The economic burden of Clostridium difficile

Clin Microbiol Infect. 2012 Mar;18(3):282-9. doi: 10.1111/j.1469-0691.2011.03571.x. Epub 2011 Jun 10.


Although Clostridium difficile (C. difficile) is the leading cause of infectious diarrhoea in hospitalized patients, the economic burden of this major nosocomial pathogen for hospitals, third-party payers and society remains unclear. We developed an economic computer simulation model to determine the costs attributable to healthcare-acquired C. difficile infection (CDI) from the hospital, third-party payer and societal perspectives. Sensitivity analyses explored the effects of varying the cost of hospitalization, C. difficile-attributable length of stay, and the probability of initial and secondary recurrences. The median cost of a case ranged from $9179 to $11 456 from the hospital perspective, $8932 to $11 679 from the third-party payor perspective, and $13 310 to $16 464 from the societal perspective. Most of the costs incurred were accrued during a patient's primary CDI episode. Hospitals with an incidence of 4.1 CDI cases per 100 000 discharges would incur costs ≥$3.2 million (hospital perspective); an incidence of 10.5 would lead to costs ≥$30.6 million. Our model suggests that the annual US economic burden of CDI would be ≥$496 million (hospital perspective), ≥$547 million (third-party payer perspective) and ≥$796 million (societal perspective). Our results show that C. difficile infection is indeed costly, not only to third-party payers and the hospital, but to society as well. These results are consistent with current literature citing C. difficile as a costly disease.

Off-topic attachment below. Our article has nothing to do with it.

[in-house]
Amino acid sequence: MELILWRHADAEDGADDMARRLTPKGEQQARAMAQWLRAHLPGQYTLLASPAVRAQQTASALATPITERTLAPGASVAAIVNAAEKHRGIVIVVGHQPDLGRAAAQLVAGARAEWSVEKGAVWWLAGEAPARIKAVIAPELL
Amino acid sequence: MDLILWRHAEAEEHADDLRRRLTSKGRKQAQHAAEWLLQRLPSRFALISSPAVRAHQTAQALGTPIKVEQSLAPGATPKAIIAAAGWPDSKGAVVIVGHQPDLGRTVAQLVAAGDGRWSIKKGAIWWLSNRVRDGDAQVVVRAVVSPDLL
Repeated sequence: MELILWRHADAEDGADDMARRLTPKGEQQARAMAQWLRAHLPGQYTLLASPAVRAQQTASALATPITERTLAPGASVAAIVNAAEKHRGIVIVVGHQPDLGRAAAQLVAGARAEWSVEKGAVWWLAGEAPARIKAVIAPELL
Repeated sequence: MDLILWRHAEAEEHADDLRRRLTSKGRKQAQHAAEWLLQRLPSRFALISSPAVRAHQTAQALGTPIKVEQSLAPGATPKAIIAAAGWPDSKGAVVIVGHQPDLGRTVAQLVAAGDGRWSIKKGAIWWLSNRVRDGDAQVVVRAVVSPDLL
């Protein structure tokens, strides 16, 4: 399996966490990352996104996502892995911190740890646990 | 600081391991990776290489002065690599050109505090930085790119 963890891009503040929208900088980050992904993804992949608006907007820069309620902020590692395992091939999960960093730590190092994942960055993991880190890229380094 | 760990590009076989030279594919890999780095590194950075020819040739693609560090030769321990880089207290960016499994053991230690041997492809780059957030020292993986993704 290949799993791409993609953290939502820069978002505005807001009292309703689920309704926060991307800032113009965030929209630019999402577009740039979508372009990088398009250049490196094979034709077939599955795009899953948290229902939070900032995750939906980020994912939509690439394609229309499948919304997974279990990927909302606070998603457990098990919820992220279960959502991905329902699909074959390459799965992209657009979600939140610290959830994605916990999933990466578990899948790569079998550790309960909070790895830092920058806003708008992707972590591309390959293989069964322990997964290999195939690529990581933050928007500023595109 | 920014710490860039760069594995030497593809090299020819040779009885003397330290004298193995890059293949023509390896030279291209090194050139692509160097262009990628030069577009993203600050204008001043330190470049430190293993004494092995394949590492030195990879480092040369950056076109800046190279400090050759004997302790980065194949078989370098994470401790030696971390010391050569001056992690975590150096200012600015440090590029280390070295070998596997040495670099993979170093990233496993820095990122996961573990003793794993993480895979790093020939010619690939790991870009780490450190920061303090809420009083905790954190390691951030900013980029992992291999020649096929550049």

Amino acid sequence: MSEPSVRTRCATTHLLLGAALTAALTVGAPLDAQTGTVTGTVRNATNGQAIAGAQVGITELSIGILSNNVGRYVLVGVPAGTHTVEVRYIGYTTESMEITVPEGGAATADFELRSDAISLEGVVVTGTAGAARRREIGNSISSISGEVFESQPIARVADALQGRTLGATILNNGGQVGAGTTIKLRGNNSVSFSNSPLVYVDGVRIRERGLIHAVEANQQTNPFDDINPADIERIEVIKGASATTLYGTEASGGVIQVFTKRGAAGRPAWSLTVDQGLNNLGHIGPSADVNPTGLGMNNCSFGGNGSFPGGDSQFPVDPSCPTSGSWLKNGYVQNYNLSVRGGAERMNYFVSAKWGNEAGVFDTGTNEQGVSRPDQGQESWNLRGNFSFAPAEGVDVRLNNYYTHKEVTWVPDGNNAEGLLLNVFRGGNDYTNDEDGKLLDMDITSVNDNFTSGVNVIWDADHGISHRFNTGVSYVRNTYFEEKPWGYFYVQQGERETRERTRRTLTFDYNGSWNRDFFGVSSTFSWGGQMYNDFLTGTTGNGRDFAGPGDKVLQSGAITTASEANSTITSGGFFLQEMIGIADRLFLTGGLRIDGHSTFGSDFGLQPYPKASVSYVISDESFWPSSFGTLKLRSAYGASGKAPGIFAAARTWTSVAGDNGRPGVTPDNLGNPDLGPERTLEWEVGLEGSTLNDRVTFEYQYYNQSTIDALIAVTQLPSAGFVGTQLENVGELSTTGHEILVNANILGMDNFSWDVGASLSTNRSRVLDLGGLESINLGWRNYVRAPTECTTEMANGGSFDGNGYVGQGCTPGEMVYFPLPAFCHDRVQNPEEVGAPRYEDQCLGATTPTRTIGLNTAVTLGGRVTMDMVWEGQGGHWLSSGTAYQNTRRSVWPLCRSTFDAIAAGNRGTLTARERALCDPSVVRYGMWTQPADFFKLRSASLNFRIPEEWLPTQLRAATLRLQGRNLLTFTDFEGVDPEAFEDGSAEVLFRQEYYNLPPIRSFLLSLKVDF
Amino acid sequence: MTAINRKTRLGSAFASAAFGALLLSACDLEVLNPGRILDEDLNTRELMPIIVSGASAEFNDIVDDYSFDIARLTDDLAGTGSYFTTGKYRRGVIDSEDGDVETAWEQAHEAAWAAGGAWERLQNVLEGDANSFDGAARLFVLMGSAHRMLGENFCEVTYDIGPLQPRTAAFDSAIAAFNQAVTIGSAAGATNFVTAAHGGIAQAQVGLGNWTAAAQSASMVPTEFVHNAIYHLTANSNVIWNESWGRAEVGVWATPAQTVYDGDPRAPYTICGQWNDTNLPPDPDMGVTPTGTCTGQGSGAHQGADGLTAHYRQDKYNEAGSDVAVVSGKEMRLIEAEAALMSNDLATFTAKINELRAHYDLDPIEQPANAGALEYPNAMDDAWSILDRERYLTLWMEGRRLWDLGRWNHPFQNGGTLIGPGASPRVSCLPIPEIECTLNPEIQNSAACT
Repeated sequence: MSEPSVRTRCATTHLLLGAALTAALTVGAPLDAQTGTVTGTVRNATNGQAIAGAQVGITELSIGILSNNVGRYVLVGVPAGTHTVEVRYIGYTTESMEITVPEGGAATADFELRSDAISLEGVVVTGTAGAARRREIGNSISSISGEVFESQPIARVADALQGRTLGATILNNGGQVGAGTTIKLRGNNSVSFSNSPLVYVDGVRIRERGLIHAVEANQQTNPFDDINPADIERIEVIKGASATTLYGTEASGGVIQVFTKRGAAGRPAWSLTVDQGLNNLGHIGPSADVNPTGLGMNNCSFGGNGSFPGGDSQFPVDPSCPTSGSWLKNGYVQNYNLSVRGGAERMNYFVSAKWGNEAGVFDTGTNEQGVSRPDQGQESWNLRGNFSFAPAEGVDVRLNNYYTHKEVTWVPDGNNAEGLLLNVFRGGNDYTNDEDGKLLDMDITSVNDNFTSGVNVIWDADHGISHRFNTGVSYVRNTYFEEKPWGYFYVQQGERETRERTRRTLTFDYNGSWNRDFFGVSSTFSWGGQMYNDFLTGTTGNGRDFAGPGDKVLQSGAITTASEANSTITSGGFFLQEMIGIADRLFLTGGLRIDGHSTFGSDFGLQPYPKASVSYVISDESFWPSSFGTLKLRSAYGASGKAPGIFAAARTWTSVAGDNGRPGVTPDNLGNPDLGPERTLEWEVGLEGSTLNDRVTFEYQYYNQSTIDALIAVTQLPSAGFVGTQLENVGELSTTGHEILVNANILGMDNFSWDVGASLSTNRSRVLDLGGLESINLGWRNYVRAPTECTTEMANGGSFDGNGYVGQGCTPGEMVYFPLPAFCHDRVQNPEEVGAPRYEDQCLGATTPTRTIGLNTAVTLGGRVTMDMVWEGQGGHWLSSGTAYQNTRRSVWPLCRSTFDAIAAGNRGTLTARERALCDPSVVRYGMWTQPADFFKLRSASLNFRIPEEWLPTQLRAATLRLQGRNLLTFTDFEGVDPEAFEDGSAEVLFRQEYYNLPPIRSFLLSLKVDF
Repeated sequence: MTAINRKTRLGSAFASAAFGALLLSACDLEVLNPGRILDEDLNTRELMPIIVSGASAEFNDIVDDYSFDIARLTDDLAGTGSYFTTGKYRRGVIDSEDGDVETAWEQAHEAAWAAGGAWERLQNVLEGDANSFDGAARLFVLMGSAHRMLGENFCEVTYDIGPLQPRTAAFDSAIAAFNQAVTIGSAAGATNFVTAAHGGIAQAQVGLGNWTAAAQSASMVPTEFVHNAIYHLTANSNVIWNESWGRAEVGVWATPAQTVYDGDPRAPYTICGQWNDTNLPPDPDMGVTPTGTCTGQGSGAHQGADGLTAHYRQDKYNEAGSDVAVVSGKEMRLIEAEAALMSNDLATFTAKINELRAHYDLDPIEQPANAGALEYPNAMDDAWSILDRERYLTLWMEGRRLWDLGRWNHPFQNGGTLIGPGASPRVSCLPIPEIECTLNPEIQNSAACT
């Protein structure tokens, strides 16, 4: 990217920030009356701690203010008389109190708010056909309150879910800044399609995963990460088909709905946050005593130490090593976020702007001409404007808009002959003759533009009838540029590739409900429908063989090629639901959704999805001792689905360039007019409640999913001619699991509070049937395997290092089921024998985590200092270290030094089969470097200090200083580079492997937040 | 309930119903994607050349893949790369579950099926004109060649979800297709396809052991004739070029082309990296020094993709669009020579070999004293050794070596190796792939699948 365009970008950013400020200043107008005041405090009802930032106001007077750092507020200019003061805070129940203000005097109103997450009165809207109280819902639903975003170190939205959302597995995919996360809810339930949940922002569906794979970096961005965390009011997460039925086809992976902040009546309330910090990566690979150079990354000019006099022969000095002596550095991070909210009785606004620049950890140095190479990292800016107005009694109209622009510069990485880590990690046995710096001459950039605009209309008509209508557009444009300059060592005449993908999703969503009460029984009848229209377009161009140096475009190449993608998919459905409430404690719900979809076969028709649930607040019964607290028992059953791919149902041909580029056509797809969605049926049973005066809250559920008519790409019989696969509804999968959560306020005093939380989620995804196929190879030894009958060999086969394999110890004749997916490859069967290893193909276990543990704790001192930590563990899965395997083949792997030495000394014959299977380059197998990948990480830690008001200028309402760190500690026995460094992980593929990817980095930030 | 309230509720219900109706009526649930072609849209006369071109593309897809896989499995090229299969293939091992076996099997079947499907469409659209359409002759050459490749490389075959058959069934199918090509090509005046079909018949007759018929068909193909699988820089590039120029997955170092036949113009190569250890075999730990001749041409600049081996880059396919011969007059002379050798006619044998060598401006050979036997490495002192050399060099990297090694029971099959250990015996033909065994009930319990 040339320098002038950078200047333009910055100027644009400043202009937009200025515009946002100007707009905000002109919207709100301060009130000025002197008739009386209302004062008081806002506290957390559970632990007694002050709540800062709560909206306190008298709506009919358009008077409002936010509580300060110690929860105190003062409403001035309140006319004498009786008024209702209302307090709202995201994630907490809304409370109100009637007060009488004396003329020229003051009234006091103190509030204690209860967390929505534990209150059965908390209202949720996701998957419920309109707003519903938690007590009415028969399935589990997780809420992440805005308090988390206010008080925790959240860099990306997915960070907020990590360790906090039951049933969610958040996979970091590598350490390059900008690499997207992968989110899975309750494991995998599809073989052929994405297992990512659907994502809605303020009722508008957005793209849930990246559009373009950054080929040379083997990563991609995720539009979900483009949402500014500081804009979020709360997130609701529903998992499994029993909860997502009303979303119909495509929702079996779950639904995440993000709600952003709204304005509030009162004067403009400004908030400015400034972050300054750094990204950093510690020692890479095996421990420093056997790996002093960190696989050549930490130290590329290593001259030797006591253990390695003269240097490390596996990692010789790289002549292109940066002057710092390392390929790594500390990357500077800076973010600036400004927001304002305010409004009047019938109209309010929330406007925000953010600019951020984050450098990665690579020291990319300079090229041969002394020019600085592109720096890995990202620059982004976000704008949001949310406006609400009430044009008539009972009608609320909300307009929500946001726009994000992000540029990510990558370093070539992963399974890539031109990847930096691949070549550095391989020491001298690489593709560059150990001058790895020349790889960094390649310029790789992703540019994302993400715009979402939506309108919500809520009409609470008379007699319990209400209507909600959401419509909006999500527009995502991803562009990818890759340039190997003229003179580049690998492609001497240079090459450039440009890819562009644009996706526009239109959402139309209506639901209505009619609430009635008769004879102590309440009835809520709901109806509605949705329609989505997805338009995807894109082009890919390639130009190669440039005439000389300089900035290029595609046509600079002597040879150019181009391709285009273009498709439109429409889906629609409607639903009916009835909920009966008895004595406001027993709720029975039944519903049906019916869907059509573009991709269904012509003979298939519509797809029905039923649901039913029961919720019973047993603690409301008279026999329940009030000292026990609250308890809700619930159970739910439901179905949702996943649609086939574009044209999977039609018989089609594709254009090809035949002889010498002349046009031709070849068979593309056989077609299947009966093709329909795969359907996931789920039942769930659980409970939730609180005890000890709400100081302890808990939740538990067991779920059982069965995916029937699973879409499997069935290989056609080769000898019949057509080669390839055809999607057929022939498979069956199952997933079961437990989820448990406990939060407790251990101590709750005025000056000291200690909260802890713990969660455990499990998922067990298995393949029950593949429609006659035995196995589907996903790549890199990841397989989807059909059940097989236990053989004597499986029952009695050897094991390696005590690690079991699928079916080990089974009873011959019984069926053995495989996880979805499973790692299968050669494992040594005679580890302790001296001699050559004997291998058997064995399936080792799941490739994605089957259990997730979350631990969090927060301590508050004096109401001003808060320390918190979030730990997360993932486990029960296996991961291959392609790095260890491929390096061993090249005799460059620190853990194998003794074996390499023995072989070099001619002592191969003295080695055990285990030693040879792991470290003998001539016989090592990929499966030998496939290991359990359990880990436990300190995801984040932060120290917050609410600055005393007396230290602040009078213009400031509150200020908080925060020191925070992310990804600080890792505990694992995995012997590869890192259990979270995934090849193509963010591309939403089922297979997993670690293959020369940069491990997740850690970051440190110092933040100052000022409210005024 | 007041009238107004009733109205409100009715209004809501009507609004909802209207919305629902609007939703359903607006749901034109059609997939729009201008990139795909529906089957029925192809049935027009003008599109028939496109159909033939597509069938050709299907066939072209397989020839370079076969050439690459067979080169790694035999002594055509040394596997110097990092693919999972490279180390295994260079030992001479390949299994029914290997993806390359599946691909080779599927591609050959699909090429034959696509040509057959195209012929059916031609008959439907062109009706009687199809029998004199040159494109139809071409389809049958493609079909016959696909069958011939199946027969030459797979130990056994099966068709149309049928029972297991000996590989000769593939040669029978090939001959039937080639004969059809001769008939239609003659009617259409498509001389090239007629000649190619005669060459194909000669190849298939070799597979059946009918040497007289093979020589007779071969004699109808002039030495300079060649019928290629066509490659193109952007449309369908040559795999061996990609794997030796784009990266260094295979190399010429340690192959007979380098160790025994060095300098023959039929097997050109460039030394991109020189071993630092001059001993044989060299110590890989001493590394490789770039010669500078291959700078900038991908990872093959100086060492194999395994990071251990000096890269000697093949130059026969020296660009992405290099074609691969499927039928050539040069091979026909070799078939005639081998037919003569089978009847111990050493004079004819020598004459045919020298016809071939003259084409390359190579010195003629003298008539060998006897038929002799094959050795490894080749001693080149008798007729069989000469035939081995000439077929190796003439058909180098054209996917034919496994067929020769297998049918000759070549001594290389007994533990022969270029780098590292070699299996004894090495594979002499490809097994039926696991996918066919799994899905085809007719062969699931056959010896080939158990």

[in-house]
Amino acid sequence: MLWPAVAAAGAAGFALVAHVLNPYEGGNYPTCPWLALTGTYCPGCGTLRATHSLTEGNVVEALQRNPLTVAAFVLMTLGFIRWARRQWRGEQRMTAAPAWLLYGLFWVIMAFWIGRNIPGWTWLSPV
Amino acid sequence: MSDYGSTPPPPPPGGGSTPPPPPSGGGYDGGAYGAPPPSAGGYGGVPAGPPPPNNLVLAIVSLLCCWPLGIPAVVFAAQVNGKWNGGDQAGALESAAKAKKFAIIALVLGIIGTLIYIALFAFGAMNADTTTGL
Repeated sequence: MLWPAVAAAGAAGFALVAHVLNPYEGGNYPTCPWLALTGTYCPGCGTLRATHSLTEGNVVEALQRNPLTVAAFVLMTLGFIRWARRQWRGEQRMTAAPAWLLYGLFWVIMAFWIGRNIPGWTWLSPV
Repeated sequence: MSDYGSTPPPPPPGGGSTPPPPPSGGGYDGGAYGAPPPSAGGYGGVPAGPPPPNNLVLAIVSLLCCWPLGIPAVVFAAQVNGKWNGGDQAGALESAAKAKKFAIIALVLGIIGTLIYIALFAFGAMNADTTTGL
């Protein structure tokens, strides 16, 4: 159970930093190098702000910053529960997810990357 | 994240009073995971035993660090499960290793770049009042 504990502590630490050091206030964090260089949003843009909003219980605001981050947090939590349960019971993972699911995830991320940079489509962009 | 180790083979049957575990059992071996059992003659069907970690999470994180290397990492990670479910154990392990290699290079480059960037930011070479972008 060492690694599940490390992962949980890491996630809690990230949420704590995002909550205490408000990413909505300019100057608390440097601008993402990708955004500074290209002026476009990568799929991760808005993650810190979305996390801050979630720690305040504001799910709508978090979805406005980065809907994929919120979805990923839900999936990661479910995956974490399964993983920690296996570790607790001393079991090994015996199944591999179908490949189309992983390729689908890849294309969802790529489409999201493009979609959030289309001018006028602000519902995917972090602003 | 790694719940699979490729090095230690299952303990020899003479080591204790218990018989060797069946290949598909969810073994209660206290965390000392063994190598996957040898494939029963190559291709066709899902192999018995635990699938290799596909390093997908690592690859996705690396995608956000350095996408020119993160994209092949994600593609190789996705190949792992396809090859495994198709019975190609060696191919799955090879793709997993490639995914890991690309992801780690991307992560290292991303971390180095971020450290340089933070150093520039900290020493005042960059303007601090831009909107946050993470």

Publication types

  • Research Support, N.I.H., Extramural
  • Research Support, Non-U.S. Gov't

MeSH terms

  • Aged
  • Aged, 80 and over
  • Clostridioides difficile / isolation & purification*
  • Clostridium Infections / economics*
  • Clostridium Infections / epidemiology*
  • Clostridium Infections / microbiology
  • Computer Simulation
  • Cross Infection / economics*
  • Cross Infection / epidemiology*
  • Cross Infection / microbiology
  • Diarrhea / economics
  • Diarrhea / epidemiology
  • Diarrhea / microbiology
  • Health Care Costs / statistics & numerical data*
  • Humans
  • Incidence
  • Models, Statistical
  • United States / epidemiology